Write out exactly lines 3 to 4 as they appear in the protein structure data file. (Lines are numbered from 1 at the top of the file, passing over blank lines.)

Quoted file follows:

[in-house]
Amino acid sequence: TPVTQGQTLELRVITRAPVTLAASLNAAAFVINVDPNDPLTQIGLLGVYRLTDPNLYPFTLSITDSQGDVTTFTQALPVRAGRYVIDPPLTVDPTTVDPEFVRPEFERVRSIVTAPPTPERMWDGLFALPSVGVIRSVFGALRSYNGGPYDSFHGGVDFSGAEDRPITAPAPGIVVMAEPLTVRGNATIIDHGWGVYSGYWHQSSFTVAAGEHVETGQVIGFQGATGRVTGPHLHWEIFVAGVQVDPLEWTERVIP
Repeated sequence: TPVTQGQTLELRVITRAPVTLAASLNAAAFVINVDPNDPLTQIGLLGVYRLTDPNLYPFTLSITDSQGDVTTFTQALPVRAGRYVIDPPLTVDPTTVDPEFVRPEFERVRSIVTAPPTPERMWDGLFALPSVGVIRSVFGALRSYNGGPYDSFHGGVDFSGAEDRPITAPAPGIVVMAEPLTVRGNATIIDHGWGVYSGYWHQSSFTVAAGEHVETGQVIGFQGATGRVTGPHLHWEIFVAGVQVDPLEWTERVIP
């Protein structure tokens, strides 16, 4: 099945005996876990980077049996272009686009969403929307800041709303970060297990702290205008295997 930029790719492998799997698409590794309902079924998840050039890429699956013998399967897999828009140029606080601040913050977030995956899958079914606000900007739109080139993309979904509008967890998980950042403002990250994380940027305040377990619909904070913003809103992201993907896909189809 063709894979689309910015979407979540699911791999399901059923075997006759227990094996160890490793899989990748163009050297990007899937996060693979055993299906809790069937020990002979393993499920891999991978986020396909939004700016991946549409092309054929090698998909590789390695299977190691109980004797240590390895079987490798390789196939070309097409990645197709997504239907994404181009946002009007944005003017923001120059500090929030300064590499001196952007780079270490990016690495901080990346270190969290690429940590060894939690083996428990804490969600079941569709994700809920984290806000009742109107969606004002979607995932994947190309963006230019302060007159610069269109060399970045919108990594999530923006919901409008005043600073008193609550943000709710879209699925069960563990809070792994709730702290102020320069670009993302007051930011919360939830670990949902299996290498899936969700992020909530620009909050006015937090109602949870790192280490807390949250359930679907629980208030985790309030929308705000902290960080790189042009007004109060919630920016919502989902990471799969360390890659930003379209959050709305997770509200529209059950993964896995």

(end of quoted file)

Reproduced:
Repeated sequence: TPVTQGQTLELRVITRAPVTLAASLNAAAFVINVDPNDPLTQIGLLGVYRLTDPNLYPFTLSITDSQGDVTTFTQALPVRAGRYVIDPPLTVDPTTVDPEFVRPEFERVRSIVTAPPTPERMWDGLFALPSVGVIRSVFGALRSYNGGPYDSFHGGVDFSGAEDRPITAPAPGIVVMAEPLTVRGNATIIDHGWGVYSGYWHQSSFTVAAGEHVETGQVIGFQGATGRVTGPHLHWEIFVAGVQVDPLEWTERVIP
């Protein structure tokens, strides 16, 4: 099945005996876990980077049996272009686009969403929307800041709303970060297990702290205008295997 930029790719492998799997698409590794309902079924998840050039890429699956013998399967897999828009140029606080601040913050977030995956899958079914606000900007739109080139993309979904509008967890998980950042403002990250994380940027305040377990619909904070913003809103992201993907896909189809 063709894979689309910015979407979540699911791999399901059923075997006759227990094996160890490793899989990748163009050297990007899937996060693979055993299906809790069937020990002979393993499920891999991978986020396909939004700016991946549409092309054929090698998909590789390695299977190691109980004797240590390895079987490798390789196939070309097409990645197709997504239907994404181009946002009007944005003017923001120059500090929030300064590499001196952007780079270490990016690495901080990346270190969290690429940590060894939690083996428990804490969600079941569709994700809920984290806000009742109107969606004002979607995932994947190309963006230019302060007159610069269109060399970045919108990594999530923006919901409008005043600073008193609550943000709710879209699925069960563990809070792994709730702290102020320069670009993302007051930011919360939830670990949902299996290498899936969700992020909530620009909050006015937090109602949870790192280490807390949250359930679907629980208030985790309030929308705000902290960080790189042009007004109060919630920016919502989902990471799969360390890659930003379209959050709305997770509200529209059950993964896995």